Subsidies could help us save more – and boost economic growth.
Listener: 19 May, 2007.
Keywords: Macroeconomics & Money;
New Zealanders are not saving enough. The consequence is that a high proportion of our most productive capital is becoming overseas-owned, as we use foreign savings to finance our new investment and sell existing assets to cover the national savings shortage.
Even more seriously, the foreign savers funding our over-consumption require high returns that push up interest rates and the exchange rate. That squeezes the profitability of the export sector, whose resulting poor performance ruins the economy’s growth prospects.
Much of the recent criticism directed at the Reserve Bank is unwarranted. The fundamental problem is the eccentric US fiscal stance, with its large deficit driving down the US dollar, thereby increasing our (and just about everyone else’s) exchange rate against it. Monetary policy is virtually irrelevant.
A sensible response would be to increase the nation’s savings, pay off debt and invest in productive assets. We are doing the opposite. The dis-savers must be relying on the government to bail them out in due course, but that requires the rest of us to be prudent, and willing to carry the necessary burden.
To be fair, the business sector has a good savings record, but that is not as much help as it might be, given that the sector is increasingly overseas-owned. The government has a good savings record too, as I shall explain. The real failure to save is by private households, many of which are spending more than they earn, running up debt on credit cards and mortgages on overpriced houses. It is their failure that has to be addressed.
The government is – broadly – saving enough to fund its investment and it is also putting aside some for future New Zealand Superannuation obligations (the Cullen Fund). This savings-before-investment figure is an accounting notion, frequently referred to as “The Budget Surplus”, even though almost all of it has been spent.
Treating the amount as available for tax cuts (or for more government spending) confuses an accounting aggregate with an economic reality. It was a monetarist confusion that seemed to lead the National Party during the 2005 election to propose using this “surplus” for income tax cuts. Had the policy been implemented, the cuts would have fed into household consumption, reduced national saving, and so pushed the exchange rate up further, screwing even more exporters and ruining the economy even further.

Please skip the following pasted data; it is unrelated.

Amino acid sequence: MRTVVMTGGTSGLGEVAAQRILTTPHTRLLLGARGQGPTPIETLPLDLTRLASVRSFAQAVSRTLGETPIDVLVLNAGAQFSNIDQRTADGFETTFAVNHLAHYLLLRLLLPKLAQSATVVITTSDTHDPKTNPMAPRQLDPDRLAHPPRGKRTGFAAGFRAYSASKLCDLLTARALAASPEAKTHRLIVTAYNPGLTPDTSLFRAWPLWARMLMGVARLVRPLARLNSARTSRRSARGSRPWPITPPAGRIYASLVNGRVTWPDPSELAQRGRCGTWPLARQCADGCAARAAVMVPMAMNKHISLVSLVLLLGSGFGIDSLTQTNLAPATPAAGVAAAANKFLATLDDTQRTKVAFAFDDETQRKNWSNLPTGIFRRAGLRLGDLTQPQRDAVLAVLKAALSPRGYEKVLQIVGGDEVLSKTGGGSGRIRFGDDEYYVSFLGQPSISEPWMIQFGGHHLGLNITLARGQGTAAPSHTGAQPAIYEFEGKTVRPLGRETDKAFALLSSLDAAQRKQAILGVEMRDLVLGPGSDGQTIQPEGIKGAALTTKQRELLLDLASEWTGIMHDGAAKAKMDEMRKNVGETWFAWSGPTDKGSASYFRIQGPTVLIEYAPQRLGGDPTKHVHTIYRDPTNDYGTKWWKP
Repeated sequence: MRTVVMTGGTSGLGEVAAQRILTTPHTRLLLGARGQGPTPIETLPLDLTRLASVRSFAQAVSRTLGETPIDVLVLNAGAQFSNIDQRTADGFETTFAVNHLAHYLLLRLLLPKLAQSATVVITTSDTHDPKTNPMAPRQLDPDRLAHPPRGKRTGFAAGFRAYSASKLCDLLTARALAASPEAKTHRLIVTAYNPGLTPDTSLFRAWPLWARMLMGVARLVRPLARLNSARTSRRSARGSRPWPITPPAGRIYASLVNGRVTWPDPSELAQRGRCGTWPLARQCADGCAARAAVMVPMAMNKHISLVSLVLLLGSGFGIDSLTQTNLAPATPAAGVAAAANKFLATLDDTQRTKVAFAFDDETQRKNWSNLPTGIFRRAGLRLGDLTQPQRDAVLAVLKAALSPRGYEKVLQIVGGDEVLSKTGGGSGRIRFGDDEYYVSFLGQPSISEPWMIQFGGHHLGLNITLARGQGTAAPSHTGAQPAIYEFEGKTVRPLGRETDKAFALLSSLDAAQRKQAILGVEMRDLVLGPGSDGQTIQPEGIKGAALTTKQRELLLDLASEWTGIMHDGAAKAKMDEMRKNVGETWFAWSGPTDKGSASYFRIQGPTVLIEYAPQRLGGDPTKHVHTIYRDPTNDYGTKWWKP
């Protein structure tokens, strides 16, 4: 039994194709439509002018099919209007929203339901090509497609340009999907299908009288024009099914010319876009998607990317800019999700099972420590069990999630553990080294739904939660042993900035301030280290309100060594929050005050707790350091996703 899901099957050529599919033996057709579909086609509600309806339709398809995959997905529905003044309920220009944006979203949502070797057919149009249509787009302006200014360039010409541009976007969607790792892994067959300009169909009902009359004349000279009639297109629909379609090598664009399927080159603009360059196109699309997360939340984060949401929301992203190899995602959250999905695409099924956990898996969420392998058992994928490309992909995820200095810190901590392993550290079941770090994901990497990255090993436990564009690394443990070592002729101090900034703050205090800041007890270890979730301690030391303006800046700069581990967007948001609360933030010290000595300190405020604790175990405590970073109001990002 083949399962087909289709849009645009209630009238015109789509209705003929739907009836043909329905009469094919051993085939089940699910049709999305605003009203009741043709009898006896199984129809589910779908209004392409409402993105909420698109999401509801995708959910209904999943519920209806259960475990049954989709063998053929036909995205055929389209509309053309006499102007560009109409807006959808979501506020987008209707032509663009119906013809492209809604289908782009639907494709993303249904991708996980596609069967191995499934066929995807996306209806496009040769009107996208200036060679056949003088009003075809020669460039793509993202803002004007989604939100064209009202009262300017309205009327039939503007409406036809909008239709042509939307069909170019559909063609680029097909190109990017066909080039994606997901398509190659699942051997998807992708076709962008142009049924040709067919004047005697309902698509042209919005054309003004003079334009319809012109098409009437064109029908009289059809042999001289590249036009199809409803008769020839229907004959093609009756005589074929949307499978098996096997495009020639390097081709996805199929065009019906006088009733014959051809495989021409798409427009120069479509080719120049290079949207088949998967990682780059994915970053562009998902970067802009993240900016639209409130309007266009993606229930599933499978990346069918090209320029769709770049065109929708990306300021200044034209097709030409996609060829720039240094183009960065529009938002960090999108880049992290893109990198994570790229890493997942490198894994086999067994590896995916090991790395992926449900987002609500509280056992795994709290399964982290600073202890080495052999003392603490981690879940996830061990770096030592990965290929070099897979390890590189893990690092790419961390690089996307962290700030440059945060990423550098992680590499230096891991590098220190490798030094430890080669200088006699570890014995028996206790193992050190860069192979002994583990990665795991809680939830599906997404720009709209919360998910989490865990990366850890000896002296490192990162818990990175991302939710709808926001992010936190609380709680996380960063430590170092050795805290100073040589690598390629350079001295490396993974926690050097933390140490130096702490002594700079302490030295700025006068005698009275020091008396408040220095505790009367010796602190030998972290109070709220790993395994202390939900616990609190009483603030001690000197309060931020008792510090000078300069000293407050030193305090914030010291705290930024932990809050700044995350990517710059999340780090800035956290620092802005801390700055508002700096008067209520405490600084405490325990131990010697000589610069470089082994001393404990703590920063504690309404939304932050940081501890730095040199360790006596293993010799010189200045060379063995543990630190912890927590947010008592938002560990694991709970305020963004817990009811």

Fortunately, wiser – or at least more economically informed – heads seem to have since prevailed in National.
But even with a more responsible approach, the large apparent Budget “surplus” (before investment and such spending) is politically unstable: there will always be those who, from economic ignorance or political opportunism, argue that this money – which we haven’t got – should be given away in tax cuts. The danger is that enough of the public may believe the ill-informed to drive an irresponsible economic policy – as almost happened in 2005.
It is said that this year’s Budget might introduce a savings subsidy. Perhaps worker contributions to KiwiSaver will not be subject to income tax. The government’s apparent surplus will thus be lower, but the nation’s total savings will not be compromised and the exchange rate will not rise as a result, despite the apparent income tax cuts.
Because the government “surplus” will look smaller, while the macroeconomic stance is not undermined, budgets will look more politically sustainable, with less opportunity for the politically illiterate to propose destructive policies.
Better still, if designed right, savings subsidies could encourage households to save more, since the more you save the less tax you pay. If so, the tax-cut-for-savings package could reduce the pressure on the balance of payments and lead to a reduction in the exchange rate – to the benefit of exporters and economic growth.
Done well, a savings subsidy could be an important contribution to a better-balanced, sustainable and growing economy, while preparing us for the day when the US fiscal position turns the world economy to custard. We will have to wait for the Budget to find out whether the government has the skills to finesse such a gain.